In the line of fire

CBC producer Cedric Monteiro reports on Thailand's unrest from the streets of Bangkok.
Smoke billows up from Bangkok, where raids against Thai anti-government protesters prompted them to light fire to tire barricades they had erected in the capital. ((Anthony Germain/CBC))

Cedric Monteiro is a producer with CBC News.

The bam, bam, bam of rifle fire sends the Thai army and dozens of journalists ducking for cover. The shots being fired are from the so-called Black Shirts, an armed and militant subgroup within the Red Shirt protesters.

I'm with CBC camera operator Glen Kugelstadt and correspondents Michel Cormier and Anthony Germain. Also along with us is our versatile and indispensable Thai driver, Mr. Pakdee. All of us, soldiers included, hit the ground. The firing is intense and terrifying. Then a massive blast thunders across the air and ground.

We'll learn later the explosion was caused by a Black Shirt shooting a propane tank. As we lie pinned to the ground for about four minutes — that seems like an eternity — we have no idea where the gunfire is coming from, or when it will stop.

Then suddenly as soldiers scream for everyone to run, we rise en masse, a stampede of troops and journalists all trying to gain distance from the gunfire. In the fear of flight we get separated. I'm left with Kugelstadt and driver Pakdee. Along with a bunch of soldiers, we run to the side and hunker against the wall surrounding Bangkok's famous Lumpini park. The gunfire dies down for a bit. 

As we wait, I see Chandler Vandergrift — a writer, photographer and conflict-management consultant from Canada who has been documenting the tensions between the protesters and the government. He's taking close-up photos of soldiers from the median of the road. The soldiers are using concrete light standards to shield themselves, their guns at the ready.

Unlike us, but like several other journalists, Vandergrift isn't wearing a bulletproof vest or helmet. All he has on is a pale blue shirt, tan trousers, brown leather shoes, and a motorbike helmet. I turn to Kugelstadt and say: "I can't believe he isn't wearing a bulletproof vest and helmet, and I can't believe he's out there in the middle."

There is sporadic gunfire as our group of soldiers and journalists retreats. I do not see Vandergrift, he is still up the road.

I'd met him a few days ago at the intensive care unit of a Bangkok hospital where his friend Nelson Rand was recovering from three gunshot wounds. Rand, a Canadian, was gunned down as he ran across the road while filming a gun fight between the Black Shirt militia and the Thai army.

As the CBC crew filmed an interview with Rand inside the ICU, I sat outside chatting with Vandergrift. He talked about how he'd been friends with Rand since their days in Alberta. And he talked about his contract work at the Asia Foundation. The consulting job involved conflict resolution in southern Thailand — where militant Muslim separatists have been battling Thailand's armed forces.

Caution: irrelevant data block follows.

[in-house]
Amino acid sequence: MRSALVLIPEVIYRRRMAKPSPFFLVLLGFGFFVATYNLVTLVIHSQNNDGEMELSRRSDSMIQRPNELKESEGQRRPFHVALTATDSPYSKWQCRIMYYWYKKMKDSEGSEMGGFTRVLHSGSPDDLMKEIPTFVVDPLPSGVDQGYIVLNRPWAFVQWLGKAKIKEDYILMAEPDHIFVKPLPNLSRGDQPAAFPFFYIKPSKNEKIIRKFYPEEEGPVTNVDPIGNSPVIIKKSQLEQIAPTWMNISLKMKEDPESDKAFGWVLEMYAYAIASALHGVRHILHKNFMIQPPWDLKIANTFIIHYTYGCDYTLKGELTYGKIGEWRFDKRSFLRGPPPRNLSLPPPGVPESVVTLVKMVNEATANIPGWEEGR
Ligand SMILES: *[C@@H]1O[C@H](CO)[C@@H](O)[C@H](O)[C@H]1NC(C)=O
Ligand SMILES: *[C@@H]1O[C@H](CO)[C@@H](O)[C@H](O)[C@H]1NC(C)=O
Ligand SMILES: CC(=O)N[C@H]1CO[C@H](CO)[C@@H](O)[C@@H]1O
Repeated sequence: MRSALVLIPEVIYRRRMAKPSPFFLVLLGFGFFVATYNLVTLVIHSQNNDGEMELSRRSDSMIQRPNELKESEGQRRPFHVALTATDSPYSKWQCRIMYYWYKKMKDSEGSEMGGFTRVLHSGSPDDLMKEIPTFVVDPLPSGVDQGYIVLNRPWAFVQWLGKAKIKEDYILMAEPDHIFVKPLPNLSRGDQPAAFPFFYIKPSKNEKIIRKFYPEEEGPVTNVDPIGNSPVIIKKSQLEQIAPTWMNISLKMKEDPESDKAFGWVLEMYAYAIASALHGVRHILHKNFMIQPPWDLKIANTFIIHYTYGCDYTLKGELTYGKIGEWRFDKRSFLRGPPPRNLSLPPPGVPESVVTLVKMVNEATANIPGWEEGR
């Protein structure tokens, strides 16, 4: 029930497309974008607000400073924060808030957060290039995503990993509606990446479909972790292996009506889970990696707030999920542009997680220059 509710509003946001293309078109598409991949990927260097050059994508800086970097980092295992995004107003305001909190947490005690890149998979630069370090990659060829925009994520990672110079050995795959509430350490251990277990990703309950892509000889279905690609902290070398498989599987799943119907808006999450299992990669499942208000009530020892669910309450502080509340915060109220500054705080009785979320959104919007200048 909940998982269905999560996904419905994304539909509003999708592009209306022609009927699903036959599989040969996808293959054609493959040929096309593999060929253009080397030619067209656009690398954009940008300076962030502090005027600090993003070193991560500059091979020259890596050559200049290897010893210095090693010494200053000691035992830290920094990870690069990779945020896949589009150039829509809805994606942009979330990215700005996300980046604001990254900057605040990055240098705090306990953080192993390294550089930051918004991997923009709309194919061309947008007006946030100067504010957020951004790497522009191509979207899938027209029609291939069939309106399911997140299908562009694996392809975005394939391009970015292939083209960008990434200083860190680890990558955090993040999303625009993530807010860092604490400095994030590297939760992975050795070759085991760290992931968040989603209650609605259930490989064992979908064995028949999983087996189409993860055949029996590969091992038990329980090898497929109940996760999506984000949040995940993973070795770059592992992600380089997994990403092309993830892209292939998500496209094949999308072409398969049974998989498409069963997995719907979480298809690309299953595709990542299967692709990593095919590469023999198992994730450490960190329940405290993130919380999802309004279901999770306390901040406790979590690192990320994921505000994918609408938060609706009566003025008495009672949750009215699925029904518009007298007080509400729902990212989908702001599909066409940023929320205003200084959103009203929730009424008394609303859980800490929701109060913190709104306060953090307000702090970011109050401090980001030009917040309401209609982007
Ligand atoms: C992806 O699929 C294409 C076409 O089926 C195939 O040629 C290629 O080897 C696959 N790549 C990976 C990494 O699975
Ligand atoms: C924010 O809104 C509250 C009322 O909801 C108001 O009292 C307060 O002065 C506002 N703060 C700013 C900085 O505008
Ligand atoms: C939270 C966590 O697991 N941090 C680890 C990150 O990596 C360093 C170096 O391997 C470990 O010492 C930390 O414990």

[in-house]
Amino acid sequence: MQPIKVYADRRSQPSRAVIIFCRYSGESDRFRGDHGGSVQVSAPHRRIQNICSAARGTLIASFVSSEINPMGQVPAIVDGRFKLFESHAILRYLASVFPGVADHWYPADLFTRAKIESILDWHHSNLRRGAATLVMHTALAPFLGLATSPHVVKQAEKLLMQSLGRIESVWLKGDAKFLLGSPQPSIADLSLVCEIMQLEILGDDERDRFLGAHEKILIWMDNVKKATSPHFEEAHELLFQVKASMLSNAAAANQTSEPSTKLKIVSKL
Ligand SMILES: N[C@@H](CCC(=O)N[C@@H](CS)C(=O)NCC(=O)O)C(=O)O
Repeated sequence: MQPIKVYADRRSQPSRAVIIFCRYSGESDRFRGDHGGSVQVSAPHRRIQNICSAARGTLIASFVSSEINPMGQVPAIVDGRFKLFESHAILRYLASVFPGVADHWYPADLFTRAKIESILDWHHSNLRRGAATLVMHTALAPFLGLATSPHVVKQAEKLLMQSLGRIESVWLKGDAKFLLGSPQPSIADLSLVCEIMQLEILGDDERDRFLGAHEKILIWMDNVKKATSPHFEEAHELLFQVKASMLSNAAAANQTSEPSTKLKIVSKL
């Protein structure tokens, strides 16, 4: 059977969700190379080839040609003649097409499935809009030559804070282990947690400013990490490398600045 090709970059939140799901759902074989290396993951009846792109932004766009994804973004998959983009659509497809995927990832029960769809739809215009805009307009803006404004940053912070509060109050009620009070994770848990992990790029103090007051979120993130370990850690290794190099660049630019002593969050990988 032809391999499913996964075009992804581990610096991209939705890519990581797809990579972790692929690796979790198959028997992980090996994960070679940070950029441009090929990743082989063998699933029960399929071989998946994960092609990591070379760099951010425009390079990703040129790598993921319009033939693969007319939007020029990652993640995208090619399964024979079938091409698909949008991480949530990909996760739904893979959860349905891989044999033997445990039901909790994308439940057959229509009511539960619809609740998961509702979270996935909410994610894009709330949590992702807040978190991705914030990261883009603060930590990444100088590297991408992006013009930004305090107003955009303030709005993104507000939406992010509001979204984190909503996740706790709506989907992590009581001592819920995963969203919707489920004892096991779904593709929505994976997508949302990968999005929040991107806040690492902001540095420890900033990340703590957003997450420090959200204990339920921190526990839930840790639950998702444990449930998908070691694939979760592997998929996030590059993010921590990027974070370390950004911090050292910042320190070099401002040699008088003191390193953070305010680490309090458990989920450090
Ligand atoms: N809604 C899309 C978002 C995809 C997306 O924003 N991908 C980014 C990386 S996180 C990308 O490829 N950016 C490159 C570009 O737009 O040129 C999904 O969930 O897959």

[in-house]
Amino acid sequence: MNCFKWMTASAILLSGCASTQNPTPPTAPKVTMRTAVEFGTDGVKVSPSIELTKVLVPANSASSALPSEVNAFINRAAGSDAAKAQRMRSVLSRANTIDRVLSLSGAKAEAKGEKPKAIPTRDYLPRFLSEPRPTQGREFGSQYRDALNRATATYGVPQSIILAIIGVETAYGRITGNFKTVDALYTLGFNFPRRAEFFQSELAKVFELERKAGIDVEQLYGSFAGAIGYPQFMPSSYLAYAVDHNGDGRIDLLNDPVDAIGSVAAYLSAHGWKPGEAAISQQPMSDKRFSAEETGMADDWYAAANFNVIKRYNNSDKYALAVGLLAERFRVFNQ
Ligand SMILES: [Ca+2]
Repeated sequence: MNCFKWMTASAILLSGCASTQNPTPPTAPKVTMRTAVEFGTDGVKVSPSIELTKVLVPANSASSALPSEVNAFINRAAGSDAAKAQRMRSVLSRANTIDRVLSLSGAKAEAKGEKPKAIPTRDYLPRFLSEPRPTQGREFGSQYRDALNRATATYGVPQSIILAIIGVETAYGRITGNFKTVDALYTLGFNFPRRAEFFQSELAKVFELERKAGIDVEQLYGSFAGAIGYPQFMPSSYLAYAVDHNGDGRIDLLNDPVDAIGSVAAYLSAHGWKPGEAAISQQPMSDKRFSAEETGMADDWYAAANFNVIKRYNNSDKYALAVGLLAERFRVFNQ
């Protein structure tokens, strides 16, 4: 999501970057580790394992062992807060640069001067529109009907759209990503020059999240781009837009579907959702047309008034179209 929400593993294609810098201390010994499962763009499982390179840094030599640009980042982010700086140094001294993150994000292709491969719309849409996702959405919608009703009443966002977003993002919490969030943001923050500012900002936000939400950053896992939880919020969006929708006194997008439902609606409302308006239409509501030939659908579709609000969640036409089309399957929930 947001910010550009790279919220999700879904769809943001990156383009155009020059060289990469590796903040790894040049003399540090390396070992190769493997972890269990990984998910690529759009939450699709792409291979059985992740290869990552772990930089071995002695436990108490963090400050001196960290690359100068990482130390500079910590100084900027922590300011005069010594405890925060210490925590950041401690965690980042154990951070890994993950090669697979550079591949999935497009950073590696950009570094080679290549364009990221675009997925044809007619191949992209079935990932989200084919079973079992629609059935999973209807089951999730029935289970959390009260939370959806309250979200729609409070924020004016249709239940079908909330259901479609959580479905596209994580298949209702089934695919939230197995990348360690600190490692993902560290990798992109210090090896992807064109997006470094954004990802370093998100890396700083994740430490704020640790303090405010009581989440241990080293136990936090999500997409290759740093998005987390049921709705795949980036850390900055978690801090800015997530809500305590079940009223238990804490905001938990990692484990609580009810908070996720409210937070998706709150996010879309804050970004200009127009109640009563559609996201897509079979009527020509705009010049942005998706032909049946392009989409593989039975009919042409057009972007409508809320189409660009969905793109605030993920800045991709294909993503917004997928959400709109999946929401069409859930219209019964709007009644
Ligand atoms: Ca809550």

These days though, he said, he was dabbling in journalism. He and a couple of his friends had been shooting the Red Shirts' protests over the past two months. They planned to make a documentary and sell it to networks around the world.

The Red Shirt protest in Bangkok had attracted media from across the globe. It had drawn not just the pros but a number of novice journalists.

As armoured personnel carriers crushed across barriers set up around the Red Shirt encampment, many of those journalists ran behind them, along with soldiers. Our CBC crew hung back and then followed in with a second wave of soldiers. 

Now as we retreated, a long line of elite troops snaked their way up the road where fighting was still in progress. Kugelstadt, Pakdee and I had dropped even farther back when we heard the sirens from ambulances. Three of them raced up to the massive concrete barriers that blocked the road. Kugelstadt rushed to film them.

Down on the other side of the barriers soldiers were yelling as they ran with a bleeding colleague on a stretcher. He was bundled into the first ambulance and it sped away.

There was more yelling down the road, from more soldiers running with stretchers. As the first one went by I recognized Vandergrift on it. He was motionless, his head bandaged, his shoulder bleeding. Someone was shouting at him: "Chandler stay awake."

According to reports, he was struck by shrapnel from a grenade that also tore through the arm of a Thai soldier. Tonight Vandergrift lies in hospital in serious condition, fighting for his life. The sadness of the moment lies even heavier because I knew him. He is among four journalists who were injured today. Another was killed — an Italian photographer.

As I try to fathom why so many scribes race with such intensity and abandon to cover conflict, I'm reminded by what my journalism professor once said: "There is no story in the world worth dying for."